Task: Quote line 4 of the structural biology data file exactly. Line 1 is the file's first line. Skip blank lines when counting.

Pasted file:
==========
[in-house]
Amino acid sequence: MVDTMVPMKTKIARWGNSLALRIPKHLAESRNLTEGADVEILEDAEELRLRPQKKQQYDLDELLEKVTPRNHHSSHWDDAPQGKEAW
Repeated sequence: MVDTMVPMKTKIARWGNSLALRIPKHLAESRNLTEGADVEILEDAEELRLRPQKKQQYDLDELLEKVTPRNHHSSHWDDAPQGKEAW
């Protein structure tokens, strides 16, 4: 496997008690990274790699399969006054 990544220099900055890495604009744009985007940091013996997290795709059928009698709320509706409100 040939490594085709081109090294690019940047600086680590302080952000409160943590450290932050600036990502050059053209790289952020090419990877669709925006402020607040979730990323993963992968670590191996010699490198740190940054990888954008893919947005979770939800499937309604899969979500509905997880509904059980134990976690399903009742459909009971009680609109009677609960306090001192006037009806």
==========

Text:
């Protein structure tokens, strides 16, 4: 496997008690990274790699399969006054 990544220099900055890495604009744009985007940091013996997290795709059928009698709320509706409100 040939490594085709081109090294690019940047600086680590302080952000409160943590450290932050600036990502050059053209790289952020090419990877669709925006402020607040979730990323993963992968670590191996010699490198740190940054990888954008893919947005979770939800499937309604899969979500509905997880509904059980134990976690399903009742459909009971009680609109009677609960306090001192006037009806």